For the first time in my nascent web-journalistic career, I was able to cover a film festival as MEDIA. I must say it felt pretty damn good. The Heartland Film Festival, based in Indianapolis, Indiana, was the lucky winner of that lottery. It was the first time that I have attended this particular festival and I was impressed. The staff of Heartland were welcoming. Their President & CEO Jeff Sparks personally welcomed me at their office when I went to get my press credential and gave me a tour of their facility. Artistic Director Tim Irwin was kind enough to introduce himself to me while I waited to go into a film and discuss one that I had just watched. Director or Marketing Greg Sorvig also met with me after a screening to ask about my experience. It was much fun. I will attend again next year, not only because of their hospitality, but also because I saw some very nice films.
Heartland has a great mission (per their website):
Heartland Truly Moving Pictures promotes positive change in people’s lives through the transformative power of film. Heartland is a cultural institution, but it’s also an ideal. The organization was formed around the belief that great films can inspire people to accomplish amazing things. They can increase our understanding of the world around us. They can motivate us to treat one another with compassion and respect.
The films chosen for this fest have an uplifting message, be they documentary, shorts or feature-length narratives. You won’t see depressing (my usual bread and butter) or violent fare here and I have to admit, it was a nice change of pace.
One of the first film’s I was able to catch was Eric Geadelmann‘s documentary Dave. Mr. Geadelmann turns his cameras on two people in the documentary: a high school student in Hollister, Missouri, named Dave Sterling (whom the film is named after) and a basketball coach and inspirational advisor named Adam Donyes.
Dave was raised by his mother and grandmother, his estranged father living in Mississippi. He also had educational challenges having to take special education classes. He was a kid that likely had no hope of a future besides bagging groceries at the local food mart, someone who was bullied or ignored despite his size (6’5″ 250+ pounds). That was until he met Adam Donyes at Kanakuk Kamp over one summer. Then his life changed. Seeing Dave‘s potential, Adam took him under his wing. Adam, despite having a job to coach Division I basketball elsewhere, moved to Hollister to help Dave. Under his tutorship, Dave tried out for and made the varsity basketball team, got his driver’s license, went from a student who was invisible to one that was revered in the community, one who got into college and perhaps best of all, one who reunited with his mostly absent father. It is a truly incredible story.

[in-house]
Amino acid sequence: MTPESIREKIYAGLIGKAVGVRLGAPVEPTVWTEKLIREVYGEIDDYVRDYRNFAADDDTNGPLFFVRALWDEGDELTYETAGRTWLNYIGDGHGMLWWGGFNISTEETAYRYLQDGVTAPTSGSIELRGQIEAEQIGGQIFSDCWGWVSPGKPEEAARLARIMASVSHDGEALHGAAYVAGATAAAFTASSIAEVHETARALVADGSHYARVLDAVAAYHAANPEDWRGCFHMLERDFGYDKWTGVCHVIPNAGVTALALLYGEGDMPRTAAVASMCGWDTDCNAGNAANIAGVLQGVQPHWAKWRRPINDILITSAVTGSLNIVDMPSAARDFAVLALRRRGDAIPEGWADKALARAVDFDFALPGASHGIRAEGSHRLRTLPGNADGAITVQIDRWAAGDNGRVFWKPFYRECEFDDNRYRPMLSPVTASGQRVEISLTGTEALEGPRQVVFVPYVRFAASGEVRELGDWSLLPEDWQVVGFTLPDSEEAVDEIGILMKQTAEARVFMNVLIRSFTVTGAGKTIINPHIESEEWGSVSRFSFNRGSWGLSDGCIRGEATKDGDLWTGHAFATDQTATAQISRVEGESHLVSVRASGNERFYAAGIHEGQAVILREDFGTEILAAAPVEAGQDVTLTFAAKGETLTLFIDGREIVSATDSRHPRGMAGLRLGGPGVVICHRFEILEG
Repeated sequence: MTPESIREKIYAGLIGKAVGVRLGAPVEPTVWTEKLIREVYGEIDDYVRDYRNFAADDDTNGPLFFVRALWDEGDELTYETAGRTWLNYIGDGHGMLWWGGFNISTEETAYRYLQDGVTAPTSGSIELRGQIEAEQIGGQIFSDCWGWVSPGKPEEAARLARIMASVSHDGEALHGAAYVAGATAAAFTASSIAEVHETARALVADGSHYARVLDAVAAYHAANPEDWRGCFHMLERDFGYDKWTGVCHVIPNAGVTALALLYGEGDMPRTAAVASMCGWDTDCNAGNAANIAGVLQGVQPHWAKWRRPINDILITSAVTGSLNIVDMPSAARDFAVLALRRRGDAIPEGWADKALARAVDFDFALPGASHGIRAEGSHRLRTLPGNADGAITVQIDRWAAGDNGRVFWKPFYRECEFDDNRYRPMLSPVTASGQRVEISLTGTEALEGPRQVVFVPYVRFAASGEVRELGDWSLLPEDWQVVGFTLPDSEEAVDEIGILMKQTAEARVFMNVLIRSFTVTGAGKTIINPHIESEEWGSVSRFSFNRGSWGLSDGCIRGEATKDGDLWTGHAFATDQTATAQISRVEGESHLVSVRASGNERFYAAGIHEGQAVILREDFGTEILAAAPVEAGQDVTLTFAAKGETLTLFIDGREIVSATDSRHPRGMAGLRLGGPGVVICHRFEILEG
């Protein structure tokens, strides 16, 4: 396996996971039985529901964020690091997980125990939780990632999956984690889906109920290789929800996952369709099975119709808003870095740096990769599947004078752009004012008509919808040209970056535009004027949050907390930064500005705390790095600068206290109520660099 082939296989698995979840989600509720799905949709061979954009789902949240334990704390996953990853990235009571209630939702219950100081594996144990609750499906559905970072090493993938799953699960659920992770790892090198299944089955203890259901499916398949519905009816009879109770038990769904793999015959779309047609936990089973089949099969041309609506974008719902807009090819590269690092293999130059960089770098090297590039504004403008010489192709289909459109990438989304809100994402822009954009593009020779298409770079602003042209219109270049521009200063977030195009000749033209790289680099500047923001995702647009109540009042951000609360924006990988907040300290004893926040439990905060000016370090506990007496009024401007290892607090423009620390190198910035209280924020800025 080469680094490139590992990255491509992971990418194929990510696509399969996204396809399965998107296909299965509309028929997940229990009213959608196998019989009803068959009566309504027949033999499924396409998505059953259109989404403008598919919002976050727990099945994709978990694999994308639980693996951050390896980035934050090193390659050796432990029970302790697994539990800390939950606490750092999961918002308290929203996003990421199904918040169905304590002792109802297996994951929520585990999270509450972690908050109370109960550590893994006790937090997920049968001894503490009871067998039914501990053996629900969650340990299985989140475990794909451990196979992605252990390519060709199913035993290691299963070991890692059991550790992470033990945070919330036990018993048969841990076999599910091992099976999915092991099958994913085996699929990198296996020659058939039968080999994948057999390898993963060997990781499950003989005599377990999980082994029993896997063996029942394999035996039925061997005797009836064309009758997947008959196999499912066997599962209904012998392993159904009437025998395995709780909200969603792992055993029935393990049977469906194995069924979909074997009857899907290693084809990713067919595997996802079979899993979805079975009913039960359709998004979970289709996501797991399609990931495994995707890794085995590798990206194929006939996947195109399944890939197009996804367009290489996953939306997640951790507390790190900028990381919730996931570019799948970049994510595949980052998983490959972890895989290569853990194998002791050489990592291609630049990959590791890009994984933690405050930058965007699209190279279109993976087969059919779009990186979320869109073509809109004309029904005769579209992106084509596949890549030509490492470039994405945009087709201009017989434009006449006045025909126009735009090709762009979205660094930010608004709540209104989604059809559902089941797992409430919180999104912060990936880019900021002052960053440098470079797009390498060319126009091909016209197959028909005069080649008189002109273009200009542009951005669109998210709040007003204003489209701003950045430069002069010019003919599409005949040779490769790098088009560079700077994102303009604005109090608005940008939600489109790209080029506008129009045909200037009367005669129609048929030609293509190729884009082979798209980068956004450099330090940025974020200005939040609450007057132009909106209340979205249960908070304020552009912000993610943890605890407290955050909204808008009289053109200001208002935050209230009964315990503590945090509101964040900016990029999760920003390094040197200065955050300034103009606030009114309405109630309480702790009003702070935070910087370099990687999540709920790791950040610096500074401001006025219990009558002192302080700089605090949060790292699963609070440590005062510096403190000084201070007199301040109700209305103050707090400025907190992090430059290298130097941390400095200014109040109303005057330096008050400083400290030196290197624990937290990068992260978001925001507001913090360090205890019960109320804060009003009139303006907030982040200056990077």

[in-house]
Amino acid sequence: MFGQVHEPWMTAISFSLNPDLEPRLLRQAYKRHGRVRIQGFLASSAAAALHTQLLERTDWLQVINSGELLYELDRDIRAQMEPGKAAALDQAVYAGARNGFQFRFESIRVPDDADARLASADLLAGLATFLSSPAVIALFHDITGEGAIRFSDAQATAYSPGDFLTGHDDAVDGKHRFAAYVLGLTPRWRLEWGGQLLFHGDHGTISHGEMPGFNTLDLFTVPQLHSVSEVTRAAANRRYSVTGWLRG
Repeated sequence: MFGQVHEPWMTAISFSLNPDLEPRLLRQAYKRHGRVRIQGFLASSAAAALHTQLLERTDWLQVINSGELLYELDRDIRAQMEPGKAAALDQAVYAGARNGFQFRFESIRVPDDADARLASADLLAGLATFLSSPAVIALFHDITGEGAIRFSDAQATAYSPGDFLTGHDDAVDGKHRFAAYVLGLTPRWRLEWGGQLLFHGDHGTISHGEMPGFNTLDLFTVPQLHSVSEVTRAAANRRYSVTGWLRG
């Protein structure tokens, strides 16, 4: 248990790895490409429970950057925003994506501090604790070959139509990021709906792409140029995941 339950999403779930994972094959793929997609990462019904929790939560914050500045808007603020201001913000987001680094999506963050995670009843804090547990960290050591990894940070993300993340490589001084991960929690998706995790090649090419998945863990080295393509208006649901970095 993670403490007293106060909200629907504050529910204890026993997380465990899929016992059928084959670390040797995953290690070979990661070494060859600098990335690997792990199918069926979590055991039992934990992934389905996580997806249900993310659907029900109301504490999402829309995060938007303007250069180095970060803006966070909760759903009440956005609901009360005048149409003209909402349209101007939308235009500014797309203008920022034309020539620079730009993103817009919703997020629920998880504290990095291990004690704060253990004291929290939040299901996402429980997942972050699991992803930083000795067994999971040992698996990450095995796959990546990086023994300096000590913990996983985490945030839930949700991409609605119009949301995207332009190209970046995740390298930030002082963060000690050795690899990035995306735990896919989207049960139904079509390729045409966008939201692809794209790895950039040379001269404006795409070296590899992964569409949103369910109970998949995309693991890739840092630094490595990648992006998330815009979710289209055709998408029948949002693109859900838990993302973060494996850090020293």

I would be remiss, however, if I didn’t mention that this film is about Adam as much as it’s about Dave. Adam also came from a broken home, had a father who also was absent. Adam had worked hard to get where he was in life – despite his size (5′ 8″ tall), he played Division I basketball for Boise State University. It was his drive to play basketball that taught him how to overcome his circumstances and help him achieve his goals. It was this drive that was transferred to his work with Dave. In mentoring Dave, Adam took stock of his own life and especially of his relationship with his dad and began to repair it.
This tale of two men coming into their own was such an enjoyable watch and proves that no one should be forgotten or left behind because of perceived faults. It shows that each of us has the power to change not only our own lives, but those of others. I wish more people would dedicate themselves to endeavors such as this. Dave was a wise choice for The Heartland Film Festival as it is a truly moving picture.
Here’s the trailer: